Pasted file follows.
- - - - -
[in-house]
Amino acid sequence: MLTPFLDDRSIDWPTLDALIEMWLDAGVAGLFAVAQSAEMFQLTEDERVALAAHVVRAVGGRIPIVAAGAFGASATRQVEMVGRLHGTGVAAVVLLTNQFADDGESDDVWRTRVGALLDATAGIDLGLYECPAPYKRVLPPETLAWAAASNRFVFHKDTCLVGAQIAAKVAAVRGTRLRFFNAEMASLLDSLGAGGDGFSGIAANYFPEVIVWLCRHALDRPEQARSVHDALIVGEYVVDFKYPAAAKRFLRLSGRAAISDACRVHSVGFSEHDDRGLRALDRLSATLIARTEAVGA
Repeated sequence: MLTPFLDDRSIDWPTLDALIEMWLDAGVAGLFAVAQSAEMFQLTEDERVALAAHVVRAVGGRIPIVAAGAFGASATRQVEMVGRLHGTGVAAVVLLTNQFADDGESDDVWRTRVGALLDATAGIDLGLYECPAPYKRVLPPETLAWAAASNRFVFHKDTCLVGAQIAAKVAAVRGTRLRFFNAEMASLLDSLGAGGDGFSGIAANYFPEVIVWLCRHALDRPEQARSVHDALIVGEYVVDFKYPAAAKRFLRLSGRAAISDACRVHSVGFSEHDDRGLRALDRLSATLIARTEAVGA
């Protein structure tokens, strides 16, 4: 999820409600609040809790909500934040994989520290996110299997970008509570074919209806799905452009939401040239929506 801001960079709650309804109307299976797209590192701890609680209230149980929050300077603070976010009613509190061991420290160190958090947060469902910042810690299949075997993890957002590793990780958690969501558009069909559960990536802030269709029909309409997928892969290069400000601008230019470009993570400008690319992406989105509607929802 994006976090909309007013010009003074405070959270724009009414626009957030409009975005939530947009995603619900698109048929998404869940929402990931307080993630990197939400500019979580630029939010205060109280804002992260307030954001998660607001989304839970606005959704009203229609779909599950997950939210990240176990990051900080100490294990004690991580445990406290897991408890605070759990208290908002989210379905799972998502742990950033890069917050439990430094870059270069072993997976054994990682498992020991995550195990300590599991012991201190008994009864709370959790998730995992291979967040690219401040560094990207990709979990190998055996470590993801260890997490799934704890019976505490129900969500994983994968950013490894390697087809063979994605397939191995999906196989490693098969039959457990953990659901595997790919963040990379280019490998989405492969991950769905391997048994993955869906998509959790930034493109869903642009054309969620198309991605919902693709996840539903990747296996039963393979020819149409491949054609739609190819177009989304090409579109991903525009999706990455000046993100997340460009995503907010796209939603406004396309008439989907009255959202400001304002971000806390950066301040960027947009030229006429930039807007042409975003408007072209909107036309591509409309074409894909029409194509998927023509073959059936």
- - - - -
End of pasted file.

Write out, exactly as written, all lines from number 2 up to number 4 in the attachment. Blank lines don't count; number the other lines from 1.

Amino acid sequence: MLTPFLDDRSIDWPTLDALIEMWLDAGVAGLFAVAQSAEMFQLTEDERVALAAHVVRAVGGRIPIVAAGAFGASATRQVEMVGRLHGTGVAAVVLLTNQFADDGESDDVWRTRVGALLDATAGIDLGLYECPAPYKRVLPPETLAWAAASNRFVFHKDTCLVGAQIAAKVAAVRGTRLRFFNAEMASLLDSLGAGGDGFSGIAANYFPEVIVWLCRHALDRPEQARSVHDALIVGEYVVDFKYPAAAKRFLRLSGRAAISDACRVHSVGFSEHDDRGLRALDRLSATLIARTEAVGA
Repeated sequence: MLTPFLDDRSIDWPTLDALIEMWLDAGVAGLFAVAQSAEMFQLTEDERVALAAHVVRAVGGRIPIVAAGAFGASATRQVEMVGRLHGTGVAAVVLLTNQFADDGESDDVWRTRVGALLDATAGIDLGLYECPAPYKRVLPPETLAWAAASNRFVFHKDTCLVGAQIAAKVAAVRGTRLRFFNAEMASLLDSLGAGGDGFSGIAANYFPEVIVWLCRHALDRPEQARSVHDALIVGEYVVDFKYPAAAKRFLRLSGRAAISDACRVHSVGFSEHDDRGLRALDRLSATLIARTEAVGA
């Protein structure tokens, strides 16, 4: 999820409600609040809790909500934040994989520290996110299997970008509570074919209806799905452009939401040239929506 801001960079709650309804109307299976797209590192701890609680209230149980929050300077603070976010009613509190061991420290160190958090947060469902910042810690299949075997993890957002590793990780958690969501558009069909559960990536802030269709029909309409997928892969290069400000601008230019470009993570400008690319992406989105509607929802 994006976090909309007013010009003074405070959270724009009414626009957030409009975005939530947009995603619900698109048929998404869940929402990931307080993630990197939400500019979580630029939010205060109280804002992260307030954001998660607001989304839970606005959704009203229609779909599950997950939210990240176990990051900080100490294990004690991580445990406290897991408890605070759990208290908002989210379905799972998502742990950033890069917050439990430094870059270069072993997976054994990682498992020991995550195990300590599991012991201190008994009864709370959790998730995992291979967040690219401040560094990207990709979990190998055996470590993801260890997490799934704890019976505490129900969500994983994968950013490894390697087809063979994605397939191995999906196989490693098969039959457990953990659901595997790919963040990379280019490998989405492969991950769905391997048994993955869906998509959790930034493109869903642009054309969620198309991605919902693709996840539903990747296996039963393979020819149409491949054609739609190819177009989304090409579109991903525009999706990455000046993100997340460009995503907010796209939603406004396309008439989907009255959202400001304002971000806390950066301040960027947009030229006429930039807007042409975003408007072209909107036309591509409309074409894909029409194509998927023509073959059936």